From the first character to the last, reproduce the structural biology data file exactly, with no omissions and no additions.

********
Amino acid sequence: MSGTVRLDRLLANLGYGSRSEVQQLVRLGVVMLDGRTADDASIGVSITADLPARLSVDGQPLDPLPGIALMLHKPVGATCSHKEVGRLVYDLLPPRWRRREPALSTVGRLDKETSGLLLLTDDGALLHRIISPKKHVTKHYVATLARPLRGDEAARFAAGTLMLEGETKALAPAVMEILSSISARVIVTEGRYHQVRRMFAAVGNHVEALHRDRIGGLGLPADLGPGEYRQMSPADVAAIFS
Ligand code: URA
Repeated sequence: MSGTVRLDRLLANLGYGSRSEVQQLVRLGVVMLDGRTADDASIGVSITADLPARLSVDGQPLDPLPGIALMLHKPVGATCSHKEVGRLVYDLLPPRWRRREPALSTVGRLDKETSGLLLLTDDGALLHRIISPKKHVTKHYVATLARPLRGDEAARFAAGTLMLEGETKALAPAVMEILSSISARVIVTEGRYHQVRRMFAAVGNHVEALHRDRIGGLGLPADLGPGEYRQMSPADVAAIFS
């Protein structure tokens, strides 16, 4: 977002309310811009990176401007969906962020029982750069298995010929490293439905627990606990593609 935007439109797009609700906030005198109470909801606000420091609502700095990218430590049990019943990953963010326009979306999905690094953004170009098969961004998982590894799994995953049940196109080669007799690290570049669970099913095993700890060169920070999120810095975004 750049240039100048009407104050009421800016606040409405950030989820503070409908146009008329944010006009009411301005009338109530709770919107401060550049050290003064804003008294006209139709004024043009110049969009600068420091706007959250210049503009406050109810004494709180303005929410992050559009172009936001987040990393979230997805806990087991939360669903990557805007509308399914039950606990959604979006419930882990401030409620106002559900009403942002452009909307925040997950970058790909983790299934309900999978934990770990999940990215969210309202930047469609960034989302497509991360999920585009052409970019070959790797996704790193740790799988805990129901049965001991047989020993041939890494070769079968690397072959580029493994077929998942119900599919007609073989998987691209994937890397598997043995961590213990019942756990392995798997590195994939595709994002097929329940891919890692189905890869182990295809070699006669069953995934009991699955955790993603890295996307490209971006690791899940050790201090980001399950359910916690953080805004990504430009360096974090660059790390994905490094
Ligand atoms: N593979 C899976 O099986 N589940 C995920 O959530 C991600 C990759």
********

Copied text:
Amino acid sequence: MSGTVRLDRLLANLGYGSRSEVQQLVRLGVVMLDGRTADDASIGVSITADLPARLSVDGQPLDPLPGIALMLHKPVGATCSHKEVGRLVYDLLPPRWRRREPALSTVGRLDKETSGLLLLTDDGALLHRIISPKKHVTKHYVATLARPLRGDEAARFAAGTLMLEGETKALAPAVMEILSSISARVIVTEGRYHQVRRMFAAVGNHVEALHRDRIGGLGLPADLGPGEYRQMSPADVAAIFS
Ligand code: URA
Repeated sequence: MSGTVRLDRLLANLGYGSRSEVQQLVRLGVVMLDGRTADDASIGVSITADLPARLSVDGQPLDPLPGIALMLHKPVGATCSHKEVGRLVYDLLPPRWRRREPALSTVGRLDKETSGLLLLTDDGALLHRIISPKKHVTKHYVATLARPLRGDEAARFAAGTLMLEGETKALAPAVMEILSSISARVIVTEGRYHQVRRMFAAVGNHVEALHRDRIGGLGLPADLGPGEYRQMSPADVAAIFS
């Protein structure tokens, strides 16, 4: 977002309310811009990176401007969906962020029982750069298995010929490293439905627990606990593609 935007439109797009609700906030005198109470909801606000420091609502700095990218430590049990019943990953963010326009979306999905690094953004170009098969961004998982590894799994995953049940196109080669007799690290570049669970099913095993700890060169920070999120810095975004 750049240039100048009407104050009421800016606040409405950030989820503070409908146009008329944010006009009411301005009338109530709770919107401060550049050290003064804003008294006209139709004024043009110049969009600068420091706007959250210049503009406050109810004494709180303005929410992050559009172009936001987040990393979230997805806990087991939360669903990557805007509308399914039950606990959604979006419930882990401030409620106002559900009403942002452009909307925040997950970058790909983790299934309900999978934990770990999940990215969210309202930047469609960034989302497509991360999920585009052409970019070959790797996704790193740790799988805990129901049965001991047989020993041939890494070769079968690397072959580029493994077929998942119900599919007609073989998987691209994937890397598997043995961590213990019942756990392995798997590195994939595709994002097929329940891919890692189905890869182990295809070699006669069953995934009991699955955790993603890295996307490209971006690791899940050790201090980001399950359910916690953080805004990504430009360096974090660059790390994905490094
Ligand atoms: N593979 C899976 O099986 N589940 C995920 O959530 C991600 C990759």